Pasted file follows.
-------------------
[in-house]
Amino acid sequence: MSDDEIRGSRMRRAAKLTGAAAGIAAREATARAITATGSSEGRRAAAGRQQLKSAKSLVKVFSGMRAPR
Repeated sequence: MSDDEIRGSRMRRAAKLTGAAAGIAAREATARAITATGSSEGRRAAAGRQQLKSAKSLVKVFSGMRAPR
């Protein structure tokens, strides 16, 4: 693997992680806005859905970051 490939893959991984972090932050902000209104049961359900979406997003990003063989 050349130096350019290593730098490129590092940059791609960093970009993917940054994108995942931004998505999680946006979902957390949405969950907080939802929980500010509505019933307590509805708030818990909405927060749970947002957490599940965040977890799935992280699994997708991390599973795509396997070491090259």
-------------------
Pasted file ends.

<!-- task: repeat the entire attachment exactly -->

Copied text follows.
[in-house]
Amino acid sequence: MSDDEIRGSRMRRAAKLTGAAAGIAAREATARAITATGSSEGRRAAAGRQQLKSAKSLVKVFSGMRAPR
Repeated sequence: MSDDEIRGSRMRRAAKLTGAAAGIAAREATARAITATGSSEGRRAAAGRQQLKSAKSLVKVFSGMRAPR
């Protein structure tokens, strides 16, 4: 693997992680806005859905970051 490939893959991984972090932050902000209104049961359900979406997003990003063989 050349130096350019290593730098490129590092940059791609960093970009993917940054994108995942931004998505999680946006979902957390949405969950907080939802929980500010509505019933307590509805708030818990909405927060749970947002957490599940965040977890799935992280699994997708991390599973795509396997070491090259």